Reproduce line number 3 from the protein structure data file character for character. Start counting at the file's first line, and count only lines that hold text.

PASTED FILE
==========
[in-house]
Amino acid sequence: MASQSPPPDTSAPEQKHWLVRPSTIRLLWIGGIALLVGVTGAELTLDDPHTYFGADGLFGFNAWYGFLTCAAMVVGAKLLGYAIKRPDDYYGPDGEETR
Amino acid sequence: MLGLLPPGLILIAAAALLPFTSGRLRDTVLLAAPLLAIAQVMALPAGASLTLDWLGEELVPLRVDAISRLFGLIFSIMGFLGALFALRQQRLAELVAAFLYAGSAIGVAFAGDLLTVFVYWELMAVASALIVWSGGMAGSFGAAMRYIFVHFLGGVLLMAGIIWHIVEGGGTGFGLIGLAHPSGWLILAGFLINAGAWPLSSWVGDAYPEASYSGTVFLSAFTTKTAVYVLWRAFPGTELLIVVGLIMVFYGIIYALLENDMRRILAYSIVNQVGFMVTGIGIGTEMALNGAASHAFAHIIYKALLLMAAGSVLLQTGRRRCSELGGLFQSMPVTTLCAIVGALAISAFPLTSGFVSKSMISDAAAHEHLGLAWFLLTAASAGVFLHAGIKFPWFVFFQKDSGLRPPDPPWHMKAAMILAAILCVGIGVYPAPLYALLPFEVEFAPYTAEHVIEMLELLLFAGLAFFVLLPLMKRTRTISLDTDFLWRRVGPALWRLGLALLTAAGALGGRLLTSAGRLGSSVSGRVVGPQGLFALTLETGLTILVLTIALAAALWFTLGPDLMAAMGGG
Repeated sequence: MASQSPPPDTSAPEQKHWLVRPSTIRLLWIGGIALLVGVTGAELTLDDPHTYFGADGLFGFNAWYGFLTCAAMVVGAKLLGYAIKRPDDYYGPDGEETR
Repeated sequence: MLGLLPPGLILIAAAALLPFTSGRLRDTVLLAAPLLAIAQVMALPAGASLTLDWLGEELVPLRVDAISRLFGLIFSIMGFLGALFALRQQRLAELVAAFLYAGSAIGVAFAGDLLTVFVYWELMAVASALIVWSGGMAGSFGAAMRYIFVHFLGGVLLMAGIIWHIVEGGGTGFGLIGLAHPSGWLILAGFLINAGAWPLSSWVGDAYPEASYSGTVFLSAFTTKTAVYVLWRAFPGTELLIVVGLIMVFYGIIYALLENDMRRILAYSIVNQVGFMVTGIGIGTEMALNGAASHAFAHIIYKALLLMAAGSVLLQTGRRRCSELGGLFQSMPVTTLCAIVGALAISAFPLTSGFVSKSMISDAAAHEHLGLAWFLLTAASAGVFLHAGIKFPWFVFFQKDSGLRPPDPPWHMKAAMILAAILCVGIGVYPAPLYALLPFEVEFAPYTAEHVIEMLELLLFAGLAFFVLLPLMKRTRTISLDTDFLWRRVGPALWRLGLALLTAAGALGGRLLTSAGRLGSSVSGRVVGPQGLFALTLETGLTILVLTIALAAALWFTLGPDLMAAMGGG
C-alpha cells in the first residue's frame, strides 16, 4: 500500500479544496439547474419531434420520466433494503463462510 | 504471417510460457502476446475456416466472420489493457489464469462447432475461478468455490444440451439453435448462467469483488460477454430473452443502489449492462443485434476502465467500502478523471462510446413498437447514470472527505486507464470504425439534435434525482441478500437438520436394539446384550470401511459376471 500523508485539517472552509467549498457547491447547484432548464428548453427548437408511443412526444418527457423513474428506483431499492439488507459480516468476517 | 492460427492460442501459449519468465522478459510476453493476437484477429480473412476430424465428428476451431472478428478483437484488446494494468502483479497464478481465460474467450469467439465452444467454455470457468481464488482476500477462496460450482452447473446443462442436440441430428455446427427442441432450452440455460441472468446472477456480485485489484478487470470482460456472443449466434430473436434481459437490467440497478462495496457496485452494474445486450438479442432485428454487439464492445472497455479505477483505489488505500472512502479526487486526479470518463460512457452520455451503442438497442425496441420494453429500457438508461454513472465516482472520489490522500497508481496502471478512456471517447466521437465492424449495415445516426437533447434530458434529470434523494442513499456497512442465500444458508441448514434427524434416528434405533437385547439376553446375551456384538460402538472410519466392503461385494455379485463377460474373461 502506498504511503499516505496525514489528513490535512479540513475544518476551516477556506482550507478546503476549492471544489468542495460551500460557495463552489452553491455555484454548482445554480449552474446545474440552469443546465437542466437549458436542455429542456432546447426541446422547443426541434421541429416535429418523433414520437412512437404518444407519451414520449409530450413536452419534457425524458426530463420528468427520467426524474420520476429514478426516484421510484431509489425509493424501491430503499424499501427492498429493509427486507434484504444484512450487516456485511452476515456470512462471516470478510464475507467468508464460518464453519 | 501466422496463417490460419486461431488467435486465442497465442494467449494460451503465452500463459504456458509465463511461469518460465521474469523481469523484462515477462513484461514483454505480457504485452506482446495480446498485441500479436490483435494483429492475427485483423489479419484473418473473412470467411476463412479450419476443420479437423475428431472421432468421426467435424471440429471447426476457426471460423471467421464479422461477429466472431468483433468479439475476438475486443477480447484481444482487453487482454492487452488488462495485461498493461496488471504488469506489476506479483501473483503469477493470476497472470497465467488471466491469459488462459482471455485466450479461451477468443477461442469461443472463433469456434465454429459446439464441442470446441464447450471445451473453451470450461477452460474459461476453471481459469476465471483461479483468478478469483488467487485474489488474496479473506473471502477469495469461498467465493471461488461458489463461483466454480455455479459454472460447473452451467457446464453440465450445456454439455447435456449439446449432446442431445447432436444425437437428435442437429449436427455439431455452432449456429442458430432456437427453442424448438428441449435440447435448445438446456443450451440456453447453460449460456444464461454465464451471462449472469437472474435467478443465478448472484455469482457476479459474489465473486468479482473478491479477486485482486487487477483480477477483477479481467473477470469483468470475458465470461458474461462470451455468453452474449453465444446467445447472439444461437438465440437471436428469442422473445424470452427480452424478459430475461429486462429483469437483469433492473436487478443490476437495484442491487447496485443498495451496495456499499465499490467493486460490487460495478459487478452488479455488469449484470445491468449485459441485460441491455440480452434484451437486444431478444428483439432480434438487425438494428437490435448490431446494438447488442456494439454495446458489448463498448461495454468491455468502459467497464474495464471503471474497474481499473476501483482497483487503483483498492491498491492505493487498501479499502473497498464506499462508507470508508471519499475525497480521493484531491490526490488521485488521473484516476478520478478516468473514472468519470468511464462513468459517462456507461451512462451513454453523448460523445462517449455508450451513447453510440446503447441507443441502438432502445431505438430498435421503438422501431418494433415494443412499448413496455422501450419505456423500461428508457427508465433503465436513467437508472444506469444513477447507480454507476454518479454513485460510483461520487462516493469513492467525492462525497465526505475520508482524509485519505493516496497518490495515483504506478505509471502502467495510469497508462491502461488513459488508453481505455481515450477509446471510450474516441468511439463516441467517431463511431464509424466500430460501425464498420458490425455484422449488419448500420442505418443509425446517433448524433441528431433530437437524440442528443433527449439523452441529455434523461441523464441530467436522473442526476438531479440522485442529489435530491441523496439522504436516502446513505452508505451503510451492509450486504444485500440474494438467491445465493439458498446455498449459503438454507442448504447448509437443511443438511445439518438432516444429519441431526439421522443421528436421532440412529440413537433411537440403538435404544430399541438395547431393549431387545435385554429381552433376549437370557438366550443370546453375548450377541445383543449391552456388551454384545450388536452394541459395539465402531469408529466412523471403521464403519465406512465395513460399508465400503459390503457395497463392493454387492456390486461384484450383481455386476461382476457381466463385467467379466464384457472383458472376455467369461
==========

Amino acid sequence: MLGLLPPGLILIAAAALLPFTSGRLRDTVLLAAPLLAIAQVMALPAGASLTLDWLGEELVPLRVDAISRLFGLIFSIMGFLGALFALRQQRLAELVAAFLYAGSAIGVAFAGDLLTVFVYWELMAVASALIVWSGGMAGSFGAAMRYIFVHFLGGVLLMAGIIWHIVEGGGTGFGLIGLAHPSGWLILAGFLINAGAWPLSSWVGDAYPEASYSGTVFLSAFTTKTAVYVLWRAFPGTELLIVVGLIMVFYGIIYALLENDMRRILAYSIVNQVGFMVTGIGIGTEMALNGAASHAFAHIIYKALLLMAAGSVLLQTGRRRCSELGGLFQSMPVTTLCAIVGALAISAFPLTSGFVSKSMISDAAAHEHLGLAWFLLTAASAGVFLHAGIKFPWFVFFQKDSGLRPPDPPWHMKAAMILAAILCVGIGVYPAPLYALLPFEVEFAPYTAEHVIEMLELLLFAGLAFFVLLPLMKRTRTISLDTDFLWRRVGPALWRLGLALLTAAGALGGRLLTSAGRLGSSVSGRVVGPQGLFALTLETGLTILVLTIALAAALWFTLGPDLMAAMGGG